Video Games are without a doubt my favourite hobby. If there’s a day that I don’t spend at least half an hour gaming, it’s a bad day. When I’m not actively playing games, I’m listening to podcasts about games. If I’m not listening to people talk about games then I’m reading about games. And if I’m not doing that? I’m likely watching video of people playing games.
In short, Video Games are my thing, and had they been as prominent in my life whilst I was making those all important life choices as a teenager, they’d certainly have factored into my decision-making. They didn’t and here I am..writing about how I wish they were.
Why I Play Games
There seems to be two common trains of thought when it comes to the age-old question of ‘Why Do You Play Video Games’. The idea that gamers enjoy it because it allows them to relax and chill out, to let off some steam after a heavy work day or retreat to a safe place if life gets you down. Or that games allow their players to experience new things, that they allow you to feel things they otherwise wouldn’t be able to feel in day-to-day life.
Ultimately I think I’m somewhere in the middle, perhaps skewing to the latter. If I’ve had a rough day at work, or my life is particularly stressful, I retreat from games. I’ll pick up a book, or watch a film to take me away from the troubles that are on my mind at that time.
For whatever reason, I find games to be prohibitive when stressed. I’m not focused on the task at hand, it can worsen my play which in turn will worsen my enjoyment of the game and as someone who wants to get the most out of video games I find that idea unpleasant. I don’t play games to relieve stress, I play them to open my eyes to new ideas. I play them to show me cool things, to wrap me up in their arms and weave me a good tale. Video Games are there to entertain me rather than comfort me.
Single or Multi
I’ve always considered myself a single player person. I enjoy narrative focused games over online competitive games. I play games to get lost in their world, to fall in love with characters and interesting new stories…for the most part.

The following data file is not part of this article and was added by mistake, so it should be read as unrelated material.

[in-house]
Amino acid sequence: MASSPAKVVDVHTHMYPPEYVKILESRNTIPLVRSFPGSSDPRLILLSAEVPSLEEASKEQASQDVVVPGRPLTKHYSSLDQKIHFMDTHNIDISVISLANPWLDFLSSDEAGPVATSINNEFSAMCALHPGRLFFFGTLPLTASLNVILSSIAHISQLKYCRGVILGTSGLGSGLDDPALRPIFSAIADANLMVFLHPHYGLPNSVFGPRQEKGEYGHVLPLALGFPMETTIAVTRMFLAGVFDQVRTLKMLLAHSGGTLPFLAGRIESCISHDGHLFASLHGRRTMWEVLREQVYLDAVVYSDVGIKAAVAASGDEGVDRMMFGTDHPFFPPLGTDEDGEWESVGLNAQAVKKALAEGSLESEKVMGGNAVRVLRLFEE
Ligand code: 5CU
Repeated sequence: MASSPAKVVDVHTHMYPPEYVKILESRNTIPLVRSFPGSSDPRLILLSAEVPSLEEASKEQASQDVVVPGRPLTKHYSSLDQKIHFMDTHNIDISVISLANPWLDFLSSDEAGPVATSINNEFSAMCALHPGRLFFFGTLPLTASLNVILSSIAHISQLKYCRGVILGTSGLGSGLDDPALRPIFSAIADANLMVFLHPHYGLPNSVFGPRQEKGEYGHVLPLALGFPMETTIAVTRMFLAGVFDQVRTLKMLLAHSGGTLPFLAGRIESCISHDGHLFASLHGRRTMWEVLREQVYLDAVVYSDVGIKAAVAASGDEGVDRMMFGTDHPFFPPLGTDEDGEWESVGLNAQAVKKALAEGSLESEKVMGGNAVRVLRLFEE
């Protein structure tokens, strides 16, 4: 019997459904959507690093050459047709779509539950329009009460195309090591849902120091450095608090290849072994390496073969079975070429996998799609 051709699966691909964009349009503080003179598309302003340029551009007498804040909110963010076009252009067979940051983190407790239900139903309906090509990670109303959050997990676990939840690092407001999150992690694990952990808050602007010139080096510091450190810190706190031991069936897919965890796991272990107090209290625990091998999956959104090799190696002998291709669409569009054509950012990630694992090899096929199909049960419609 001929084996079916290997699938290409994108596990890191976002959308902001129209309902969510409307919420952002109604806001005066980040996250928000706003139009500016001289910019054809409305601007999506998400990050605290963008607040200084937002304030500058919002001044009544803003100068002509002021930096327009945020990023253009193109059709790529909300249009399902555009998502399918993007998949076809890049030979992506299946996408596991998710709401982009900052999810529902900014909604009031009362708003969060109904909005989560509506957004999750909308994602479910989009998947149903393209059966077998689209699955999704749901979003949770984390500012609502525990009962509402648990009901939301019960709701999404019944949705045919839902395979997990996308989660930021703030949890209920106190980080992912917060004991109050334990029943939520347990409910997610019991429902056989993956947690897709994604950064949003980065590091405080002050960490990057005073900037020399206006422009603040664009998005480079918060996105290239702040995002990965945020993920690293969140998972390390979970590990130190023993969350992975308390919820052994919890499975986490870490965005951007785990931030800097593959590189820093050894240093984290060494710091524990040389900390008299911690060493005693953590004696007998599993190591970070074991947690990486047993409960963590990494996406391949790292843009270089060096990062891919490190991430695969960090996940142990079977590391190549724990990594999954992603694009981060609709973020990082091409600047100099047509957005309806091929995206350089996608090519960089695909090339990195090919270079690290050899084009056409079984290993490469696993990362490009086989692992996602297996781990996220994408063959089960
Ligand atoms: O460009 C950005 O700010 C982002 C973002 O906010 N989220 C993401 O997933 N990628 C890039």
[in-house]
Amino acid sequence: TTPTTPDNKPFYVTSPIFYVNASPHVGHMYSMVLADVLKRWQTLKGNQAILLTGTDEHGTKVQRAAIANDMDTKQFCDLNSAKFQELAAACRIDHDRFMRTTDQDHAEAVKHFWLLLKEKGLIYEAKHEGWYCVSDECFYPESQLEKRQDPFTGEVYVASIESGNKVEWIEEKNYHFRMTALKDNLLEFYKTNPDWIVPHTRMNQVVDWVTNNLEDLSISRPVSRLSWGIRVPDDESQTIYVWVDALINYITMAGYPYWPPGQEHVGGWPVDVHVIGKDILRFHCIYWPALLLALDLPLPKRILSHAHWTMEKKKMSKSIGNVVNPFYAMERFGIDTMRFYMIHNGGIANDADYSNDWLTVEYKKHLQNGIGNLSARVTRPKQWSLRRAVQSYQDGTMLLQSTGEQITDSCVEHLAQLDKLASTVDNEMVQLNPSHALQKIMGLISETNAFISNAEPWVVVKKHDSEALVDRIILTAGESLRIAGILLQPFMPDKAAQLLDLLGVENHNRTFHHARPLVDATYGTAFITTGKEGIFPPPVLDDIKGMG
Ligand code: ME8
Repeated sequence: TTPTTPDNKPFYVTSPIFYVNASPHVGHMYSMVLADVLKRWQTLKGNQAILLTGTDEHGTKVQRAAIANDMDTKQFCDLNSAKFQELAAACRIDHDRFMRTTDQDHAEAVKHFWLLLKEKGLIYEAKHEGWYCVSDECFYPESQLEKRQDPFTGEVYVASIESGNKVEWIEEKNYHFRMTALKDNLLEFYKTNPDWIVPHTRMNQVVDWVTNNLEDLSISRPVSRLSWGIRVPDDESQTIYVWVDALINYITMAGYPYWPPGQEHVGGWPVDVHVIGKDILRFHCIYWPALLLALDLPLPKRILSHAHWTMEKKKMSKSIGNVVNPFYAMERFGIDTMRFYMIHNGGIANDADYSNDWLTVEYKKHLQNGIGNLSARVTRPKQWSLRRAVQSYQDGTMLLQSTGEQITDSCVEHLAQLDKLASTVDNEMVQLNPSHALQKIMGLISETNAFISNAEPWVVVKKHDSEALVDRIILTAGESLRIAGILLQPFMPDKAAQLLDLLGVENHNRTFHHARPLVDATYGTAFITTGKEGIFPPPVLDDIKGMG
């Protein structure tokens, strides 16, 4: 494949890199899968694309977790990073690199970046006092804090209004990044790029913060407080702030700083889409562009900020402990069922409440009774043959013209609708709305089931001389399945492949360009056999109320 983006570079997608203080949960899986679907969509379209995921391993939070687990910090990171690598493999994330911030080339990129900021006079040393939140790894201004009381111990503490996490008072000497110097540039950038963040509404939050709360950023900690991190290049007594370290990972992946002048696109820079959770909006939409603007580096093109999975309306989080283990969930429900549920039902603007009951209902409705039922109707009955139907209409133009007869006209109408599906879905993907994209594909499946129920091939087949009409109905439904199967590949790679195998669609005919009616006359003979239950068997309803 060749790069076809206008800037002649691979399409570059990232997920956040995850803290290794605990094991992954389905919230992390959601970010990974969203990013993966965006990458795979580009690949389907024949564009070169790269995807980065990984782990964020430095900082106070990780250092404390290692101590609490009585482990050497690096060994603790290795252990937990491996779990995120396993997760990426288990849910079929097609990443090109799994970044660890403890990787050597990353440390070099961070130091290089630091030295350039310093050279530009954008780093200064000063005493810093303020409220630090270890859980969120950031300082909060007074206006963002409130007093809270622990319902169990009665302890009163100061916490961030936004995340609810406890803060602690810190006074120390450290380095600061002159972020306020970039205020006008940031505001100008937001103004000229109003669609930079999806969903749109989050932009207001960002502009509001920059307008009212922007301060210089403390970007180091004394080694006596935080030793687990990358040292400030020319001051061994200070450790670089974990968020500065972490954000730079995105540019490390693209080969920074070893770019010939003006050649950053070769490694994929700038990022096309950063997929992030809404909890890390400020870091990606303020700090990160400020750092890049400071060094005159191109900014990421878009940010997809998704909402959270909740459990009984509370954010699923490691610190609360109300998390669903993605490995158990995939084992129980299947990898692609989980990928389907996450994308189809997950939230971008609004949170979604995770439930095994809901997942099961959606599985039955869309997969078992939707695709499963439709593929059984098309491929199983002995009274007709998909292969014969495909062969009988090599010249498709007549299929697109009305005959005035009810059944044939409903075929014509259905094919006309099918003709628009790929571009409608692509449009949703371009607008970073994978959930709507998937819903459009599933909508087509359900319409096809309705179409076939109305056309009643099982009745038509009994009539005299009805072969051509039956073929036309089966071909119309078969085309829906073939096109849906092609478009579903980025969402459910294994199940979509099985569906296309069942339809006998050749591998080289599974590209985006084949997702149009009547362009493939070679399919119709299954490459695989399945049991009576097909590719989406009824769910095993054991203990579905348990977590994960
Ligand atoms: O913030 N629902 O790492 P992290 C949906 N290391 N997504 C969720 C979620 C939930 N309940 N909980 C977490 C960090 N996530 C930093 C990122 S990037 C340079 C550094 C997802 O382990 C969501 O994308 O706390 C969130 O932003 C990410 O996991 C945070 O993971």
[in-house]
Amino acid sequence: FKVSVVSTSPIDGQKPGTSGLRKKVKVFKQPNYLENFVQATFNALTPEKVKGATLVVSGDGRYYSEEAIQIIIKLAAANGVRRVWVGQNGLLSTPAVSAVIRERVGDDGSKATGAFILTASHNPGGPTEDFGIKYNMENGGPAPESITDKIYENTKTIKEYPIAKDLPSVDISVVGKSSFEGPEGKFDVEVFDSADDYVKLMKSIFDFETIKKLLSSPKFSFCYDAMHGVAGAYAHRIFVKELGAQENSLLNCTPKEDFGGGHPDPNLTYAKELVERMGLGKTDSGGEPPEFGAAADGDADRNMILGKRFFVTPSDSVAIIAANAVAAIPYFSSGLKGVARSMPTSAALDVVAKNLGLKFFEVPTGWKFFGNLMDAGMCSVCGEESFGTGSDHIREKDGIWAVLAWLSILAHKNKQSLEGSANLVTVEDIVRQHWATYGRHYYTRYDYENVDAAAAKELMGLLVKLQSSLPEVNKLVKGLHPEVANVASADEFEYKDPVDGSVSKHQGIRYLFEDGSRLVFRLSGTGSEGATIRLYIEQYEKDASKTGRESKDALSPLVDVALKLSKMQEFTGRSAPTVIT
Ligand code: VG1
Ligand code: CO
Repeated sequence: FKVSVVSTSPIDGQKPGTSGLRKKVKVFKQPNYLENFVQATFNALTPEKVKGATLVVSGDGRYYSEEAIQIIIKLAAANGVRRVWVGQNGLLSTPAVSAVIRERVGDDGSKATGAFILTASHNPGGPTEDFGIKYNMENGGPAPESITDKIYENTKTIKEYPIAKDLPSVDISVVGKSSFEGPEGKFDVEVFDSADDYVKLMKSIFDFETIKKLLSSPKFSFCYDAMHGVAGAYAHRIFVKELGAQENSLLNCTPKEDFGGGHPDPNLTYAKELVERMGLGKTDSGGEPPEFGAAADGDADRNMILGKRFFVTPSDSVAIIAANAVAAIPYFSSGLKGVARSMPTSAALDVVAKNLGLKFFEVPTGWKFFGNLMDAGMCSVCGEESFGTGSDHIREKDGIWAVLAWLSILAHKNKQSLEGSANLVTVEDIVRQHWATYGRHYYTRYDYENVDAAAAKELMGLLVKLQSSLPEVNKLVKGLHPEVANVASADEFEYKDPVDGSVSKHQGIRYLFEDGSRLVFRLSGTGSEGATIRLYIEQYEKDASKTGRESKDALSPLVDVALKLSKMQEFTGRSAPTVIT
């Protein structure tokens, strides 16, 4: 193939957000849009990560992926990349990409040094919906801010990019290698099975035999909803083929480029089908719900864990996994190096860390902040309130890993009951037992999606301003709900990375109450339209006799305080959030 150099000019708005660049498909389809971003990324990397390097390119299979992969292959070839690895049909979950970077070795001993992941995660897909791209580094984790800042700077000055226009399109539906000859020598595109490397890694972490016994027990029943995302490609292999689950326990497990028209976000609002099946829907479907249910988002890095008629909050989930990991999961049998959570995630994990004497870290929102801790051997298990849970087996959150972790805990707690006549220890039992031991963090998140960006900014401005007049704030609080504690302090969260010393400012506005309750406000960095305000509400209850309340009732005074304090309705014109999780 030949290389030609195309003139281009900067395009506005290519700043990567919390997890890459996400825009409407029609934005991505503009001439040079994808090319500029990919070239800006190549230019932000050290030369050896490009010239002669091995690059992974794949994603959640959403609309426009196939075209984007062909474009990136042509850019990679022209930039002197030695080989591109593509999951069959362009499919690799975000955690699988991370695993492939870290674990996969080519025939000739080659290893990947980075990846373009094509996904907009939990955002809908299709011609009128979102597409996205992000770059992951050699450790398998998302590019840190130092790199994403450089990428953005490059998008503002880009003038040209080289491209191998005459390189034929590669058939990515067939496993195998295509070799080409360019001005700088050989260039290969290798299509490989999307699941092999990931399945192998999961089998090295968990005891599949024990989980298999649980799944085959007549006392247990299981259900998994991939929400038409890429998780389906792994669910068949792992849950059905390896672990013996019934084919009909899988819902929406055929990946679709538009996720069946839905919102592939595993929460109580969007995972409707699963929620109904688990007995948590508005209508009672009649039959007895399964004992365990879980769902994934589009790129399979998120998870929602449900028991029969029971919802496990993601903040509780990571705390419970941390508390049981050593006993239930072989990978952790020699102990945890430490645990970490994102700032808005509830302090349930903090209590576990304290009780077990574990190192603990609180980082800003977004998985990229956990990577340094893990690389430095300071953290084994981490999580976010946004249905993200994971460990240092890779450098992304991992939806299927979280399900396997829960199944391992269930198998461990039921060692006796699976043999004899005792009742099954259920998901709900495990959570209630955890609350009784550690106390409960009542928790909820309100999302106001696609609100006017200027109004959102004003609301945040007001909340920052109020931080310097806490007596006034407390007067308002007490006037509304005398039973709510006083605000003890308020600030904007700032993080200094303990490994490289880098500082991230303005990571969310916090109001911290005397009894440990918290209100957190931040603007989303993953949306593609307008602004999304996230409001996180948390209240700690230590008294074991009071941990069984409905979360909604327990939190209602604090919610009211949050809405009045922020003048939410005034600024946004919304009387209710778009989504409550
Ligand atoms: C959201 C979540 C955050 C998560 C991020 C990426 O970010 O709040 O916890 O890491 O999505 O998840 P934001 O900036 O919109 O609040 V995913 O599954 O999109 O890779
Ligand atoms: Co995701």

I get anxious around new people, and the idea of playing online with a group of people I don’t already know scares the crap out of me. That’s changing a little though. Despite putting some serious time into The Witcher and many other narrative focused games in the last 18 months, the games that have dominated my free-time have been entirely focused on the online arena. Destiny, Rocket League and now Overwatch.
Now don’t get me wrong, I’m not joining up with random fireteams, putting on my headphones and talking on microphones just yet, but I have made the jump into online gaming. For the most part I mute the other players, but I’m no longer horrified of the idea of ruining someone else’s fun by not being great at Overwatch, or trying and failing to hit the perfect Ariel in Rocket League.
Single player games will always be my bread and butter, but Overwatch, Destiny and Rocket League have opened my eyes to a world of games that can be fun to play in a more competitive arena, and that maybe it’s okay if I’m not the best player on the team, as long as we’re having fun who really cares?
Desk v Couch
I love my gaming PC. I love the desk it’s sitting on (or will do when it’s finally drilled into the wall for support). I love my gaming mouse, I love my gaming surface. I love almost everything about playing games on PC, and thus it’s my favourite means of playing games.
Being a ‘PC Gamer’ is how I like to represent myself when I talk about games. I’m a PC gamer, I play console games but first and foremost, I’m a PC gamer. Immaturely, I like what that says about me.
I like that it means I’m open to plenty of different genres, that I’m not just looking for FPS or Sports games (because really, who plays Sports games on a PC?), that I want to play games with a little more precision than a controller allows. I like that it shows that I take my hobby and interest a little more seriously than the norm.
My one shame? I’m one of the few that abjectly hates tinkering with my PC .It’s not that I’m against it or anything, I just don’t find the experience all that enjoyable. The thought of fucking up a £200 CPU by applying too much thermal paste? No thanks. I try to leave that to the professionals. That being said, I did build my current PC and whilst it was a nerve-wracking experience, it was also very rewarding, not so much that I’m looking forward to doing it again mind. No, I’ll buy a pre-built system next time, even if it costs more.
Despite waxing lyrical about PC gaming as a whole, I’ve still got a lot of time for console gaming. My PS4 is where I go to play games that don’t require my full attention. Games that I play to waste some time; Overwatch and Rocket League for example. Without wanting to sound dismissive, I use my PS4 differently to how I use my PC.
It allows me and my partner to play games together, or at the very least share the experience of playing games, and that’s something that’s very important to me; the ability to share what I like with my friends and family.
I haven’t always been in love with video games, but as a 28-year-old man I think I’m fairly comfortable in saying that they’re going to be ‘my thing’ from here on out. Perhaps I won’t be playing on PC in 10 years, but whatever I’m playing on, and however we experience those games I’m sure I’ll be right there with you.
So there we have it. A quick tour of my relationship with games. If you’ve made it this far, well done.
Here’s a picture of a cat with brain freeze for your trouble.